Don't forget to think about where you can teach.
How Can You Get Over Linguistic Insecurity as a Non-native Russian Teacher?
There are many strategies for getting over a perceived “lack of knowledge”.
- Adequately prepare your lessons
- Don’t draw attention to certain errors
- Travel regularly to stay in contact with the target language
- Watch TV in Russian
- Read in Russian
- Do your research in Russian
In short, your goal is to remain immersed in the Russian language. Of course, you can’t prepare for everything when you’re teaching.
Experience will help you deal with difficult moments when it comes to questions on grammar, which can sometimes be quite prickly. Again, you’ll need to find a strategy for dealing with them. However, a teacher doesn’t have to know everything.
Just like anyone else, there is always more you can learn. It’s time to stop seeing teachers as being all-powerful in terms of their language abilities and see them more as a guide to help you on your path to learning the Russian language and more about Russian culture.
Check the prices of the competition, look up Russian lessons London.
This will help teachers to be surer of themselves. Nobody knows everything when it comes to a language.
Tips for Teaching Russian Effectively
Russian language classes should be about horizontal learning rather than vertical learning from the teacher to the student.
The important thing is to teach students to love the language and want to learn more about it. However, there are techniques for improving how you teach a language.
So how can you teach Russian as a non-native speaker?
The most important thing is that the lessons take place in the target language as much as possible. Even if you have to say a few words in English, especially with beginners and intermediates, you’ll want Russian to be the main language used in class. The students’ confidence will improve and they’ll start assimilating more and more Russian vocabulary.
Invite native speakers into your class to speak with your students. Language assistants are also a great way to improve your students’ levels in Russian. Speaking with the teacher and the language assistant is a great way to make lessons more dynamic and spontaneous.
Finally, make good use of audio and video resources. Allow your to be active in class.
Sitting for 8 hours on a chair isn’t a great way to concentrate actively. Do quizzes and other competitive activities to encourage your students to progress. Any activity can turn into a competition: word association, looking for hidden words, etc. Students can get really excited about competitions.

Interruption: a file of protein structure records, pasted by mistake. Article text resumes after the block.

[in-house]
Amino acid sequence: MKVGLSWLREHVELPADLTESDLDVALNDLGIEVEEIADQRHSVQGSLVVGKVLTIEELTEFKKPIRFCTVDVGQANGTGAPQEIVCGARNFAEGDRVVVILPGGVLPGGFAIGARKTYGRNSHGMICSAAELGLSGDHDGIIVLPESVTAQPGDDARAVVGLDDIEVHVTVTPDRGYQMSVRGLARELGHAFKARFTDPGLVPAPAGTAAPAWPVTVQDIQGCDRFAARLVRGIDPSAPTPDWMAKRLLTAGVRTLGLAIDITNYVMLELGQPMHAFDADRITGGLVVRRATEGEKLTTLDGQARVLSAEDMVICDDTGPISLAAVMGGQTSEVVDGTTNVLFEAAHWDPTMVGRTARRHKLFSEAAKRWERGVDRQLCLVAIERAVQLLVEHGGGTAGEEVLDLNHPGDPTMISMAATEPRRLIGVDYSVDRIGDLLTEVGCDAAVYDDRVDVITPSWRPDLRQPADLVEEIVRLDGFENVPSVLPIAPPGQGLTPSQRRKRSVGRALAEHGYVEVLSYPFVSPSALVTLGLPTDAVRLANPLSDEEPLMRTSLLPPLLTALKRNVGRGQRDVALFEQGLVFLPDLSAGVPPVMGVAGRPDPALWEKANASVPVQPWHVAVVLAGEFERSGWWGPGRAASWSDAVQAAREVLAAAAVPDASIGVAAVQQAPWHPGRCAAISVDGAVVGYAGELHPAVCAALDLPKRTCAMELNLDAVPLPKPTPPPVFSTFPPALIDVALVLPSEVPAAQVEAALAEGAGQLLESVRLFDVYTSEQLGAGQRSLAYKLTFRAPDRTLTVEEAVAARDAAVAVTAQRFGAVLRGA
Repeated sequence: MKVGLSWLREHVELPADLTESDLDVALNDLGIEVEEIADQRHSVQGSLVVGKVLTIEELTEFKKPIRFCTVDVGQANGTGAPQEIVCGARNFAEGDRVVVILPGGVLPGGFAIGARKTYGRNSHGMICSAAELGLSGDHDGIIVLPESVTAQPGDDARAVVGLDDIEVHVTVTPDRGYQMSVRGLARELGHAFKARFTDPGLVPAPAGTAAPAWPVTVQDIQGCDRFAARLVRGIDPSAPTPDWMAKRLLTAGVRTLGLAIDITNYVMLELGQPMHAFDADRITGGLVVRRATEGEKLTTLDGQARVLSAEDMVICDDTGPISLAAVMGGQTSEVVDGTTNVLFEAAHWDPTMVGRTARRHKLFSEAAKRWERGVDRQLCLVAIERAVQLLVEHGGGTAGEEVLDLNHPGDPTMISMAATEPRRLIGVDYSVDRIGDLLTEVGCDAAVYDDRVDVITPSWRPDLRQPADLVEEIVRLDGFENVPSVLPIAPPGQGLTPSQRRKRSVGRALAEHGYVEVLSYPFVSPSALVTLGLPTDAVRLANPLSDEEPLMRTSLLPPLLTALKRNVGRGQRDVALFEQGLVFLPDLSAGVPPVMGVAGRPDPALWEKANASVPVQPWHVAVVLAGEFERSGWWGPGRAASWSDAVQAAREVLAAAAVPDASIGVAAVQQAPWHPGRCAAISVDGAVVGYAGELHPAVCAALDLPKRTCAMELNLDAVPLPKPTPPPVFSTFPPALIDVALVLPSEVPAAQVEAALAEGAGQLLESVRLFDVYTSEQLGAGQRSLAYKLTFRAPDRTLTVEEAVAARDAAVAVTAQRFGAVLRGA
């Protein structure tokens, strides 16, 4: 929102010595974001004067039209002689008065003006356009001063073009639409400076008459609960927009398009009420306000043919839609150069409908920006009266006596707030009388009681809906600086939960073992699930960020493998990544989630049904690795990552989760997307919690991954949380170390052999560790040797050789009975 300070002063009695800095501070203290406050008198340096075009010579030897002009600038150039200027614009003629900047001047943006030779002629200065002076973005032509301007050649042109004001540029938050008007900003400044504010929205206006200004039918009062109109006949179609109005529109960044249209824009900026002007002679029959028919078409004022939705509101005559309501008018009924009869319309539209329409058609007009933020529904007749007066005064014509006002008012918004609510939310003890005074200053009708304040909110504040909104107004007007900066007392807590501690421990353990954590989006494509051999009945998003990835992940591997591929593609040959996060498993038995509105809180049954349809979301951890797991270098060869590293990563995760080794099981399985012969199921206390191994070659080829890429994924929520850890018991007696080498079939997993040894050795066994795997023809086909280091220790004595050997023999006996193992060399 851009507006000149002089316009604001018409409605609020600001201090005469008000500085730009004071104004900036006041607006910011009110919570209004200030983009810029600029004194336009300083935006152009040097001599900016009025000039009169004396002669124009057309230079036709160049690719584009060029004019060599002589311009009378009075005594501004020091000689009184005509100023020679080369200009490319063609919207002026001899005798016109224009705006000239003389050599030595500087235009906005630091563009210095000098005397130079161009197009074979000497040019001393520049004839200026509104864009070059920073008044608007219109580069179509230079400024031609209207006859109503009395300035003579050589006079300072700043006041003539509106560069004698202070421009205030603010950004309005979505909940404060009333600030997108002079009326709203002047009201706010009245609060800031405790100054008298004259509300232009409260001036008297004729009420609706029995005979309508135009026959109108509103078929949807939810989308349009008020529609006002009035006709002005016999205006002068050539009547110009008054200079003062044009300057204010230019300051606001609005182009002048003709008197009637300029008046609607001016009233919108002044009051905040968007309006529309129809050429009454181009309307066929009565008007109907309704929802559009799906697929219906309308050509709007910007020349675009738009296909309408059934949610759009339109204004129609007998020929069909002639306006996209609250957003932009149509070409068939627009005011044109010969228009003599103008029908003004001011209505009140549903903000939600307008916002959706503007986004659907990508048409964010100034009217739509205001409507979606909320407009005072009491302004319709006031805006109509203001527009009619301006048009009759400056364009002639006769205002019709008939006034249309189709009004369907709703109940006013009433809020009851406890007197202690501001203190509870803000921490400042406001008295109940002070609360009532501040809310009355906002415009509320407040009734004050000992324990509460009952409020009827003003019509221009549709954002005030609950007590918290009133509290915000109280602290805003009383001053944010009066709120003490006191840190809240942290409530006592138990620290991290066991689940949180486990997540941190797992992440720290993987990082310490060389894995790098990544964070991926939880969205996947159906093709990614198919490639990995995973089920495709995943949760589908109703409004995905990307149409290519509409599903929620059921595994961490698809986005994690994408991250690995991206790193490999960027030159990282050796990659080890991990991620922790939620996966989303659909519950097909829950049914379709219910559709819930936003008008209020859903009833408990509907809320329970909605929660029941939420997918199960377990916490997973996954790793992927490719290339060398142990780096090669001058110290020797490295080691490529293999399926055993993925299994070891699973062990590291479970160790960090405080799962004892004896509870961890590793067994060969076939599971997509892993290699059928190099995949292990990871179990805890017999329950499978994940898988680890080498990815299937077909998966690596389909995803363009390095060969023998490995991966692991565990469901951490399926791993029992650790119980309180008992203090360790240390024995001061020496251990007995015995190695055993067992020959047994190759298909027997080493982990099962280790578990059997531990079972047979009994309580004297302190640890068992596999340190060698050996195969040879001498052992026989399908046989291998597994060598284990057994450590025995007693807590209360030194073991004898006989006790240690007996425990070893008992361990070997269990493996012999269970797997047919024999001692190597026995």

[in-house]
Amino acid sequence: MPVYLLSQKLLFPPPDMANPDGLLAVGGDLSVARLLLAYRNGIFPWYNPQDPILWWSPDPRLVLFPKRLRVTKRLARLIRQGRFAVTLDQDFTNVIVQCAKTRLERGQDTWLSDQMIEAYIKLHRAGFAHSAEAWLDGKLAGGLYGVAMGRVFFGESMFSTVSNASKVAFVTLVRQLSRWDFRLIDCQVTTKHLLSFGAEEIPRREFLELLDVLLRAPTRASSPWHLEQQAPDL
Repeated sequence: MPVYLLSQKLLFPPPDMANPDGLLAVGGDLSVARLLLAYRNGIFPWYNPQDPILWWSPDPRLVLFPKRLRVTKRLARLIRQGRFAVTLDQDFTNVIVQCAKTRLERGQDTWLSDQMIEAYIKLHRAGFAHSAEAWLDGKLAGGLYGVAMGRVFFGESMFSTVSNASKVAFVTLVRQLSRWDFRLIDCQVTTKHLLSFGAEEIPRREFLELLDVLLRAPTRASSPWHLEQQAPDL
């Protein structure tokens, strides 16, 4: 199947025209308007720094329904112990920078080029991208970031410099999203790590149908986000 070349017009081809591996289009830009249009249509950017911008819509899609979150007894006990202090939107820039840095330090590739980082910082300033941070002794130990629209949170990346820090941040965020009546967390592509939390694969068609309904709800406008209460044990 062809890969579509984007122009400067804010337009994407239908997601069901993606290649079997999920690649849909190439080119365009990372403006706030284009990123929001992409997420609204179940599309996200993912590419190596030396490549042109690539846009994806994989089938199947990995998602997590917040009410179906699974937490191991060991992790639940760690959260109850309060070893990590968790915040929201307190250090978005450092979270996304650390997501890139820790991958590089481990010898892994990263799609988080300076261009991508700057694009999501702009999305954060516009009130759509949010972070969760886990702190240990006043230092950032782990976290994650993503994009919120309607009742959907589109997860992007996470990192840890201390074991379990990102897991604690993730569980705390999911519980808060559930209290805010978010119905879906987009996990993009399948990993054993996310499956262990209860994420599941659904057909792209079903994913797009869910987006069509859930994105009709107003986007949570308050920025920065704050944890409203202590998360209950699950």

We think better when we’re active! Running dictations are far more exciting than just reading: One student reads a text before runs to the other side of the room to repeat it to their partner who has to write it down without making mistakes.
You can also play games like “Who am I?” where students have to guess the famous person (with Russians, ideally) whose name is stuck to their forehead. Students can only ask yes/no questions in Russian.
Teach them phonetics. Pronunciation is an important part of Russian if you want to speak like a native or become bilingual. When it comes to the Russian language, there’s also the Cyrillic alphabet to tackle.
Whether you’re teaching a group class or a private tutorial, grammar is also important. You need to make grammar fun so that students aren’t put off learning the language. Whether you’re a native speaker or not, the approaches you use are the most important part of your classes!
As a private tutor, students will expect you to help them learn a language in a way that works for them. Different languages require different approaches. If you learn Italian or Latin in a class, for example, you're going to have a completely different experience to someone learning Mandarin on Duolingo or with Rosetta Stone.
Language learning needs to adapt to each language learner. Being a polyglot won't necessarily make you a good teacher and reciting words and phrases isn't the only way to learn to speak a new language, though repetition does have its place. Students will need to study their new words while also using their language lessons as opportunities for immersion.